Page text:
News

November 27, 2013 - Updated on January 20, 2016

Anti-government protesters target media, attack German reporter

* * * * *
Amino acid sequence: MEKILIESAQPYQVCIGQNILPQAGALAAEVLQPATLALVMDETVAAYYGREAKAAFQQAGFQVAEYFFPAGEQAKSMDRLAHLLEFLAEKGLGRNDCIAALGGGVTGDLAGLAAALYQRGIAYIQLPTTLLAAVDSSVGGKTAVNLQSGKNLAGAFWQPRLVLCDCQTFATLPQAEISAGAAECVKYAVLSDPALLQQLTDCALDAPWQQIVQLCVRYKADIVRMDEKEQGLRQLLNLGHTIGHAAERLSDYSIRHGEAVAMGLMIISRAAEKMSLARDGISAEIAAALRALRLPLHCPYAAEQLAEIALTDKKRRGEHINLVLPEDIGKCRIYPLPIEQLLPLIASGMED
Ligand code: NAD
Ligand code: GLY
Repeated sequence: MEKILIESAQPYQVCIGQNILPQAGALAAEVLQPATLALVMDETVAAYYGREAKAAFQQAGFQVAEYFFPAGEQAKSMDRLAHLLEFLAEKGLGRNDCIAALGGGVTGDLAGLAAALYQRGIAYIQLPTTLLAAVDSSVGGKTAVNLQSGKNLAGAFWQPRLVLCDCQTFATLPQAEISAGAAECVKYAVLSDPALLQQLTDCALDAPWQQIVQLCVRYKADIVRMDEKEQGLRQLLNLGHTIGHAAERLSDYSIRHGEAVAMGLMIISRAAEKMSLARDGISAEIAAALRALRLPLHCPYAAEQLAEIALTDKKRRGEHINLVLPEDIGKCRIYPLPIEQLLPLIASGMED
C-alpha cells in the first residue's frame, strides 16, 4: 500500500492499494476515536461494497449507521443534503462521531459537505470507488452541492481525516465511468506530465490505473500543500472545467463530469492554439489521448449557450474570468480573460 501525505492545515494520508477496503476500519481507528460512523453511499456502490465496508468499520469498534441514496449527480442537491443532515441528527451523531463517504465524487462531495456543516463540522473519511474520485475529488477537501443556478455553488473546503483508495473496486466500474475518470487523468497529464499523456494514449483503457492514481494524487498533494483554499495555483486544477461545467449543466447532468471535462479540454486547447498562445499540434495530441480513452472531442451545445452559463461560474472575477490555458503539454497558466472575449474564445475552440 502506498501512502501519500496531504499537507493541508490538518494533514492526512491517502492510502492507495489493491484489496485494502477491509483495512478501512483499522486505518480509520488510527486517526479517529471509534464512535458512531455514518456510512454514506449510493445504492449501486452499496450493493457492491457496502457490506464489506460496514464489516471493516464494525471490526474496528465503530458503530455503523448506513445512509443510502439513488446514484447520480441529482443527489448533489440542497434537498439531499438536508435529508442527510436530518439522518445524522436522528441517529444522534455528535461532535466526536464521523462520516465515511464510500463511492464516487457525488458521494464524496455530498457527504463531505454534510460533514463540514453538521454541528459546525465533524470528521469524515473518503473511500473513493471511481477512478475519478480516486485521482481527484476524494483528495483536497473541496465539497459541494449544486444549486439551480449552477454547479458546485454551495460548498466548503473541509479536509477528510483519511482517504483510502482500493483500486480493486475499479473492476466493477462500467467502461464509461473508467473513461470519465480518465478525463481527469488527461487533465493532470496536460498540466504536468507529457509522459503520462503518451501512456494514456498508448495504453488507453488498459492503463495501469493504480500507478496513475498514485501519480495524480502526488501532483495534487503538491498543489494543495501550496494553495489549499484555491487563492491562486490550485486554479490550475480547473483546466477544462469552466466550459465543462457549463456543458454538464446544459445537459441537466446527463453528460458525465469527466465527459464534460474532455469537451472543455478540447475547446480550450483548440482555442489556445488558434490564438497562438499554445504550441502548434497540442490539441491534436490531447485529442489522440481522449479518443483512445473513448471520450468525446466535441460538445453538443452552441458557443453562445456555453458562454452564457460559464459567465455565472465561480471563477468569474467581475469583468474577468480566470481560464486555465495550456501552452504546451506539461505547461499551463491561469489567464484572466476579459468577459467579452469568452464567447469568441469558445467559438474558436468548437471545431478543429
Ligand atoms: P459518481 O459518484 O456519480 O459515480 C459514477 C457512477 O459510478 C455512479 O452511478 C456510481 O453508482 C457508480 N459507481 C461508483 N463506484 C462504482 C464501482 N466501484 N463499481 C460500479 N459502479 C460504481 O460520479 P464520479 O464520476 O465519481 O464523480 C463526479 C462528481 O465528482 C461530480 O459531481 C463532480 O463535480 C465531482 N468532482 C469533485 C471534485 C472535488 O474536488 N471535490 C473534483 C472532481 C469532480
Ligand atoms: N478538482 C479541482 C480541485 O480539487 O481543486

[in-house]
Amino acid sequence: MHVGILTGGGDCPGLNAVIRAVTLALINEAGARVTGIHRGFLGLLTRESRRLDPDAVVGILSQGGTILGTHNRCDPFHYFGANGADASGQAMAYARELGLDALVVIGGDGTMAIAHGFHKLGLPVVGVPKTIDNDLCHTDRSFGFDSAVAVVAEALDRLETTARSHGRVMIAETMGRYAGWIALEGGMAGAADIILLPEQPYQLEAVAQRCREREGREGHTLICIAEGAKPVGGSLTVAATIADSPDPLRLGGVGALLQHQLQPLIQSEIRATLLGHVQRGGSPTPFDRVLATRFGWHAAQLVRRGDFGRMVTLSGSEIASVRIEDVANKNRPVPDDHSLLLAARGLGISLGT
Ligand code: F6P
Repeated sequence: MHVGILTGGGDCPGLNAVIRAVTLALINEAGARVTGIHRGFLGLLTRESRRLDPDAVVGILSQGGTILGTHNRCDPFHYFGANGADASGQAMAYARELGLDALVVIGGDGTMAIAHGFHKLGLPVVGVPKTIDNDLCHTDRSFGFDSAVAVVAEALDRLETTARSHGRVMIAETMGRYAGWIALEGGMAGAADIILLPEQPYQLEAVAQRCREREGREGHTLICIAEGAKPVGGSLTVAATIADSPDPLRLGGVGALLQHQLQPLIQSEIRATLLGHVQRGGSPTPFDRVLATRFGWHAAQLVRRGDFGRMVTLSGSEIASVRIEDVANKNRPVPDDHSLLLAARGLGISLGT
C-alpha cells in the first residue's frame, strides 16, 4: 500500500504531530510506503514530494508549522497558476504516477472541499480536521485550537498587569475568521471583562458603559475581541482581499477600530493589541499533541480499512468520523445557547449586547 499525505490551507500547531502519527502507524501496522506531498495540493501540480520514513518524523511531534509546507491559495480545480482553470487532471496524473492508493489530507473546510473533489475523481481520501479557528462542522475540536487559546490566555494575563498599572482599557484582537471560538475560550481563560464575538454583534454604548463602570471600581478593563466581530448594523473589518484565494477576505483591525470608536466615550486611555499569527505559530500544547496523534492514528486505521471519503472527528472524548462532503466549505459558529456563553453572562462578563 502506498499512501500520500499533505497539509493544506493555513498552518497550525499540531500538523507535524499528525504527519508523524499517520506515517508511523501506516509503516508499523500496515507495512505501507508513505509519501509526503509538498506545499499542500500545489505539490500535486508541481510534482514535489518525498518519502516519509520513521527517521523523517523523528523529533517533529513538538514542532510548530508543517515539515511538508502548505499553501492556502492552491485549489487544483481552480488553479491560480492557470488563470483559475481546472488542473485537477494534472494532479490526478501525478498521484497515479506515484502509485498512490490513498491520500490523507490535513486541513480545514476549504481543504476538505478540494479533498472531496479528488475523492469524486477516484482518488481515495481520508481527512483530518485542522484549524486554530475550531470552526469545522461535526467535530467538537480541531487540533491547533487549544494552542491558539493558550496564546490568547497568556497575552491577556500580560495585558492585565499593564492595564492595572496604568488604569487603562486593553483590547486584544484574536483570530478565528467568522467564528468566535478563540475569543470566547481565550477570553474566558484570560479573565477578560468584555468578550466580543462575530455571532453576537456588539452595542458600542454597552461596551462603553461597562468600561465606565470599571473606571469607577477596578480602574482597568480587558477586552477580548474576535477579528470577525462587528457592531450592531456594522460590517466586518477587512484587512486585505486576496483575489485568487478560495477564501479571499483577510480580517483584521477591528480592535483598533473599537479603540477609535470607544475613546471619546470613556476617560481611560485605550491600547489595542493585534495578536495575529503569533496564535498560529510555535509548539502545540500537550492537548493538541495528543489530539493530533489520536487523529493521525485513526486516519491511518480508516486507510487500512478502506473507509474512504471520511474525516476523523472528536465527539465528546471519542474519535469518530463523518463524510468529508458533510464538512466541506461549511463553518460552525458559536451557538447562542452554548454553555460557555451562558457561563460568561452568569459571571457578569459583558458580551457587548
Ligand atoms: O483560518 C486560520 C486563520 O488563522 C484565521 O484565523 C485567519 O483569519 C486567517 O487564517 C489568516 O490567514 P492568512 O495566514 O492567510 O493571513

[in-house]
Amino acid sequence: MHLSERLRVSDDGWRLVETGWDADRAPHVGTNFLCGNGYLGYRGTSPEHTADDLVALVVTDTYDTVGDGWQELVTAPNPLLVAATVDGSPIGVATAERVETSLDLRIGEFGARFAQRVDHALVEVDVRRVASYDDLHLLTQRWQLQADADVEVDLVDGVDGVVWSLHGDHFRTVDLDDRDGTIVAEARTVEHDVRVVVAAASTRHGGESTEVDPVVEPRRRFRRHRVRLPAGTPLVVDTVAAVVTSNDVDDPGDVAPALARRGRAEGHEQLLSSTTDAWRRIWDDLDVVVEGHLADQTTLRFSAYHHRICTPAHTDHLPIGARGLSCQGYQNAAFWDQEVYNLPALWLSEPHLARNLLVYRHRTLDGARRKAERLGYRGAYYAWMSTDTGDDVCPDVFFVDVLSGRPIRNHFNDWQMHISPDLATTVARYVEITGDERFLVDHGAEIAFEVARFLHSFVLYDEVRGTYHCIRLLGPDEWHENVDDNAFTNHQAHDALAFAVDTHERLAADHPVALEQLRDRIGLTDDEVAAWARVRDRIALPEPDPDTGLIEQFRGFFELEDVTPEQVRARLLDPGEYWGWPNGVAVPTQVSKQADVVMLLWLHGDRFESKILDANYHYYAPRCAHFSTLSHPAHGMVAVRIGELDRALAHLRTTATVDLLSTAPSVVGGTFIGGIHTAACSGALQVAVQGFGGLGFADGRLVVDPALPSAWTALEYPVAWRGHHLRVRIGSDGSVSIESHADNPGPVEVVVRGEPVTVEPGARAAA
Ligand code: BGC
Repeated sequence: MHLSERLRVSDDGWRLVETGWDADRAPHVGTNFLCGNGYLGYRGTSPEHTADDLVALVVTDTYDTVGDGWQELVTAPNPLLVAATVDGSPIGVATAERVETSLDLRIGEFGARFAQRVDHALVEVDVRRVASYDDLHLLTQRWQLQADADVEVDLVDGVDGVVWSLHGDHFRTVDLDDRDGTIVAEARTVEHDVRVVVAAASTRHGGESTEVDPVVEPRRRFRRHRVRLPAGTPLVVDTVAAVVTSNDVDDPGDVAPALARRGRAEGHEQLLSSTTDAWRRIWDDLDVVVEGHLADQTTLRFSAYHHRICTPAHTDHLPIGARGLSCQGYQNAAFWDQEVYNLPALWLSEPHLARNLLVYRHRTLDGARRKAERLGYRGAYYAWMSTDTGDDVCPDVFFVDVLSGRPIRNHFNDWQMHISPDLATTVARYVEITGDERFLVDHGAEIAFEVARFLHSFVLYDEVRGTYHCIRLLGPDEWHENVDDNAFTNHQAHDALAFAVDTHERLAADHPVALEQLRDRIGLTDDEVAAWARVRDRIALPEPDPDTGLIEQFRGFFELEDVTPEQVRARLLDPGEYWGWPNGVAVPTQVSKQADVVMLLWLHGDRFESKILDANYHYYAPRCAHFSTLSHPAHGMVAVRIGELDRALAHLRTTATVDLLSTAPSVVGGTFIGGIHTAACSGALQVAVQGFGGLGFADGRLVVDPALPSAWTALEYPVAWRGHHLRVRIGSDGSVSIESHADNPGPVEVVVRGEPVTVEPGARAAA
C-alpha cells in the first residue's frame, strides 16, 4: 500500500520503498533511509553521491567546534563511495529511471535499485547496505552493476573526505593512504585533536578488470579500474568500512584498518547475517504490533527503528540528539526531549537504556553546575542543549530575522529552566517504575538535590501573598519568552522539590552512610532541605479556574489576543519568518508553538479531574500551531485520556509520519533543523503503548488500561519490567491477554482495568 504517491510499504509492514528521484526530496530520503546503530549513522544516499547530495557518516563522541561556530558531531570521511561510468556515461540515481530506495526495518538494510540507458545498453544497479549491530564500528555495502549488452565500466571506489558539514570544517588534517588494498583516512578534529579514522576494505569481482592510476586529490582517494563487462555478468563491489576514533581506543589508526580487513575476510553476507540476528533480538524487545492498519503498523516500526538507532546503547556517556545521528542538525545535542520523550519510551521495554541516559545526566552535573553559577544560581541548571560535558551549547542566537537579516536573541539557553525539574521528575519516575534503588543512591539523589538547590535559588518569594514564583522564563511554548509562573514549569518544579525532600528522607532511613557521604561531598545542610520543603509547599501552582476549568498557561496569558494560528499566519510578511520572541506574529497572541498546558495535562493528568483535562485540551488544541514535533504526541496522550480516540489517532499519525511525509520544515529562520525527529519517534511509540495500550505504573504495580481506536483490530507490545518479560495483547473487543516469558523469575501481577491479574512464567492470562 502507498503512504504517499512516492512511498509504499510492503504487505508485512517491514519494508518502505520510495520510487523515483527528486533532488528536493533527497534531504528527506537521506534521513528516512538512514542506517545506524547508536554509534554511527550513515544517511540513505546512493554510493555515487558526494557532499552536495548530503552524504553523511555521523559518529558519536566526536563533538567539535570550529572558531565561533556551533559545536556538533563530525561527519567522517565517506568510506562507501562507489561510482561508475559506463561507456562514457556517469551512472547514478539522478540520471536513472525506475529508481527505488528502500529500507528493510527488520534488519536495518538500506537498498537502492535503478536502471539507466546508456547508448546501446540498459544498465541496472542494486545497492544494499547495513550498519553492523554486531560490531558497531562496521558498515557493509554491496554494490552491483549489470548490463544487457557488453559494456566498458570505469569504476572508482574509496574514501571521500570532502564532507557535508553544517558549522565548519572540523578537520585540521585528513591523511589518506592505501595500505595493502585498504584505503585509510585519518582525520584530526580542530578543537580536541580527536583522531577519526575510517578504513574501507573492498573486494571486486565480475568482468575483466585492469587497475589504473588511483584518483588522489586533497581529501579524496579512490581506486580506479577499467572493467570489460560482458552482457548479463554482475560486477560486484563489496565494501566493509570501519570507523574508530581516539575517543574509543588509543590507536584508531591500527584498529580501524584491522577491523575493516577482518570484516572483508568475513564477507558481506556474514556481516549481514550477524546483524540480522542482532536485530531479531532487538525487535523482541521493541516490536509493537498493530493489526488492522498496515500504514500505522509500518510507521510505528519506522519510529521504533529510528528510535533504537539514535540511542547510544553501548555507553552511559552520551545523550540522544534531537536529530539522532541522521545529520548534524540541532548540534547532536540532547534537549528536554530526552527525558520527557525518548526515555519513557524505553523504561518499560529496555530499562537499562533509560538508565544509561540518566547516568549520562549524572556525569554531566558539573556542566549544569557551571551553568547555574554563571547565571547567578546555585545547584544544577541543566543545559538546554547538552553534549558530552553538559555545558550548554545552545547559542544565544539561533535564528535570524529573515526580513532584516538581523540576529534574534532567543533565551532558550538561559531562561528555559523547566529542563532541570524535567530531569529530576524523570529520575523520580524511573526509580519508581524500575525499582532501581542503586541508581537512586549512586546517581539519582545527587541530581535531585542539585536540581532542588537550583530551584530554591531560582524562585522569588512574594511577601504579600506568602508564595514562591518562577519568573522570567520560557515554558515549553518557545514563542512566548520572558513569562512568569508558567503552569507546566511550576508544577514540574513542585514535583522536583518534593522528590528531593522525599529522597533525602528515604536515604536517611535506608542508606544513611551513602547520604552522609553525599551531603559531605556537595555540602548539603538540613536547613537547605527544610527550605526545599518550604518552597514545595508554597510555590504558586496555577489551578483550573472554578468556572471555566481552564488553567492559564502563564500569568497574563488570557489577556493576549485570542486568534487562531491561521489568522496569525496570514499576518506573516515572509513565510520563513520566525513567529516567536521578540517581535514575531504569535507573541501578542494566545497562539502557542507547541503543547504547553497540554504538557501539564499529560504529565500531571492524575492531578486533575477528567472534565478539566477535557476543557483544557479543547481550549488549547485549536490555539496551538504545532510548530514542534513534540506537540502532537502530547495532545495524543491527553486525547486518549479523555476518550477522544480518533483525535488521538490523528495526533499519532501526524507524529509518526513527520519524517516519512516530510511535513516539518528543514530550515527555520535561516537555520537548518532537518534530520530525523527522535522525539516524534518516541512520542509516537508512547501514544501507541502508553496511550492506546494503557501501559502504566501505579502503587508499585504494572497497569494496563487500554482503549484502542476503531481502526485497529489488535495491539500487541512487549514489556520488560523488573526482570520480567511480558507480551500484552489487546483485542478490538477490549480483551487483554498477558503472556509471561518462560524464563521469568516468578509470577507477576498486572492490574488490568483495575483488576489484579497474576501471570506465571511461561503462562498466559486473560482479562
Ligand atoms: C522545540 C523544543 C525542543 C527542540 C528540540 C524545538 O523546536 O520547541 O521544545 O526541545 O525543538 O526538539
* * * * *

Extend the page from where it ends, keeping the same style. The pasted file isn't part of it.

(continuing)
Reporters Without Borders condemns the harassment of journalists by street demonstrators amid growing criticism of state television’s lack of coverage, or biased coverage, of a month-old wave of anti-government protests. The criticism has focused on state-owned Channels 3, 5, 7, 9 and 11 in particular. “The lack of impartial state TV coverage of pro- and anti-government demonstrations is clearly a major problem but this does not give demonstrators grounds for focusing their frustration with the government on the media and it certainly does not justify the physical attack that a German freelance journalist received,” Reporters Without Borders said. “It is unacceptable that journalists should be physically targeted for their supposed ‘pro-government’ reporting. This kind of attack on a reporter who had an armband clearly identifying him as a journalist casts serious doubt on the protest movement’s legitimacy.” The Thai Broadcast Journalists Association and the Thai Journalists Association issued a joint statement that stressed the important of impartial reporting but rejected the accusations of biased coverage. They also urged protest organizers to ensure that the demonstrations continued to be peaceful and that no marches on TV stations took place. The demonstrations in Bangkok degenerated on 24 November when protesters surrounded vehicles owned by Channel 3 and Channel 7. A crowd targeted German freelance journalist Nick Nostitz yesterday after one of the protest leaders, Jumpol Chumsai, identified him as a pro-government “red shirt” and urged the crowd to “chase” him away from the demonstration. Nostitz was slightly hurt but managed to escape with help from the police. The attack was quickly condemned by the Foreign Correspondents’ Club, which called on protest leaders to publicly recognize that the rights of all national and foreign journalists should be respected. Thailand is ranked 135th out of 179 countries in the 2013 Reporters Without Borders press freedom index.